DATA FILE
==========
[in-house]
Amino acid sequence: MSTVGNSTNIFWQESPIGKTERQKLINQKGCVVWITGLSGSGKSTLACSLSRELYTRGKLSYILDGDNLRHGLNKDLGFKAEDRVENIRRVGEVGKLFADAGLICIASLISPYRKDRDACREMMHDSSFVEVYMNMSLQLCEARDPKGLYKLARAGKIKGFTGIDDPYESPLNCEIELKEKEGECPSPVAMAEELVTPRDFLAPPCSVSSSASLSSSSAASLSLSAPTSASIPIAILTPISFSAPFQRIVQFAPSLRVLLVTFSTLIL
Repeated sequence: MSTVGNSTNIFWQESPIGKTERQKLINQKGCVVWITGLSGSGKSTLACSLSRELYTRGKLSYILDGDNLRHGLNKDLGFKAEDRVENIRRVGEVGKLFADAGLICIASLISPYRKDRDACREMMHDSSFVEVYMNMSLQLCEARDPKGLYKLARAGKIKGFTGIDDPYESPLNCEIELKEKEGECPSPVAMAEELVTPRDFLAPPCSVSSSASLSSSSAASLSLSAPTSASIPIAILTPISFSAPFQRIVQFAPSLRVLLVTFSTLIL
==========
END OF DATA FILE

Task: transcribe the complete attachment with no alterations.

[in-house]
Amino acid sequence: MSTVGNSTNIFWQESPIGKTERQKLINQKGCVVWITGLSGSGKSTLACSLSRELYTRGKLSYILDGDNLRHGLNKDLGFKAEDRVENIRRVGEVGKLFADAGLICIASLISPYRKDRDACREMMHDSSFVEVYMNMSLQLCEARDPKGLYKLARAGKIKGFTGIDDPYESPLNCEIELKEKEGECPSPVAMAEELVTPRDFLAPPCSVSSSASLSSSSAASLSLSAPTSASIPIAILTPISFSAPFQRIVQFAPSLRVLLVTFSTLIL
Repeated sequence: MSTVGNSTNIFWQESPIGKTERQKLINQKGCVVWITGLSGSGKSTLACSLSRELYTRGKLSYILDGDNLRHGLNKDLGFKAEDRVENIRRVGEVGKLFADAGLICIASLISPYRKDRDACREMMHDSSFVEVYMNMSLQLCEARDPKGLYKLARAGKIKGFTGIDDPYESPLNCEIELKEKEGECPSPVAMAEELVTPRDFLAPPCSVSSSASLSSSSAASLSLSAPTSASIPIAILTPISFSAPFQRIVQFAPSLRVLLVTFSTLIL